The lingering conception about oil-exporting economies is that they are proxy plays on commodities; if commodity prices go up, so will their respective equities. In 2014-2015, Nigerian assets were hit hard by the crash in oil prices, while also co-moving with the commodity during the 2000s oil boom.
So far this year, Nigerian equity and oil performance have diverged. This divergence reflects “unsuitable” US dollar and interest rates which have hampered global appetite for risk, not to mention rising political uncertainties in the wake of the 2019 Presidential election. We ask; “Is this year’s performance an aberration that will sooner or later revert to mean – rising back in line with reviving commodities prices?”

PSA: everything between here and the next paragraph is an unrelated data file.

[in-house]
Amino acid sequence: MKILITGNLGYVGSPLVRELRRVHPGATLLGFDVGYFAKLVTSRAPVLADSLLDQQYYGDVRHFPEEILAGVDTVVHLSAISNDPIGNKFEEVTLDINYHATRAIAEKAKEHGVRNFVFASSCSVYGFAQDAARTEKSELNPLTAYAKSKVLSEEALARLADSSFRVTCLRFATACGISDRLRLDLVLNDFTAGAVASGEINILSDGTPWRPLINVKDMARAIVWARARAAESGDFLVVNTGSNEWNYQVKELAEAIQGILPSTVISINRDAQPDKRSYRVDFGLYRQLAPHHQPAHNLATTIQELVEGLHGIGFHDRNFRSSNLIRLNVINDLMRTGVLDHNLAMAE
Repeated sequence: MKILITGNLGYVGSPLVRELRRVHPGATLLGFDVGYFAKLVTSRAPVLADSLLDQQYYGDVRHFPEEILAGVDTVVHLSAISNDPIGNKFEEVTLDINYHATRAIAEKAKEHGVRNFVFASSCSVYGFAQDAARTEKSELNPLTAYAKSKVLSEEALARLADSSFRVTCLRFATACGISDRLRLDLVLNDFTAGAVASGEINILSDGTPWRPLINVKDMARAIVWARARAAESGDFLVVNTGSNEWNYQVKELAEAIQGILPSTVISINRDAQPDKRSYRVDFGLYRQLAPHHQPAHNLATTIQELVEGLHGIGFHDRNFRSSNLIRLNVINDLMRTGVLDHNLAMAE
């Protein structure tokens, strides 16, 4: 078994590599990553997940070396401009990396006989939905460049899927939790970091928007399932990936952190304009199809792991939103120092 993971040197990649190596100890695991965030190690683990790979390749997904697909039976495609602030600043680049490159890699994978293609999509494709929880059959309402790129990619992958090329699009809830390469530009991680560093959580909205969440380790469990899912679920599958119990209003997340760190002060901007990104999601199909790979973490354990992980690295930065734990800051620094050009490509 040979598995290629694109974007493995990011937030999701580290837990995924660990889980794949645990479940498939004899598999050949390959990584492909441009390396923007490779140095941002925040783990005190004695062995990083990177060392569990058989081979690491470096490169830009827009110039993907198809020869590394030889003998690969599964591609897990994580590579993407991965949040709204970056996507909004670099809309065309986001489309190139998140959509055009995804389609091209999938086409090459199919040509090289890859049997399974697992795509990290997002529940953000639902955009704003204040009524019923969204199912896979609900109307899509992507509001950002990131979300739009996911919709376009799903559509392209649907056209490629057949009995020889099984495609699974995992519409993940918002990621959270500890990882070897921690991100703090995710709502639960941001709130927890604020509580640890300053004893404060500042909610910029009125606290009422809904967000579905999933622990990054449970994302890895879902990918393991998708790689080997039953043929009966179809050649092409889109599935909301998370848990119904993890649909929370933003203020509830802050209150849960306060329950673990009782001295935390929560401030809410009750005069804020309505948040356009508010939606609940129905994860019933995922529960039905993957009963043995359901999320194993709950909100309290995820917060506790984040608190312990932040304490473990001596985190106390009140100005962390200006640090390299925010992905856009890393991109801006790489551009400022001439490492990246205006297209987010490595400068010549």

In answering, it is worth mentioning that Nigeria is in a state of fragile stability; what we are experiencing now is not just a cyclical problem but the culmination of many structural challenges. Having come through the worst, the structure and basic dynamics of the country that brought us into a recession in 2016, has still not changed. Therefore, despite the rally in oil prices, the slow implementation of badly-needed structural reforms that can overhaul the economy would continue to deter investments. That being said, the positive sentiment that often trails improving oil fundamentals may be sufficient to lift naira assets from their current lows.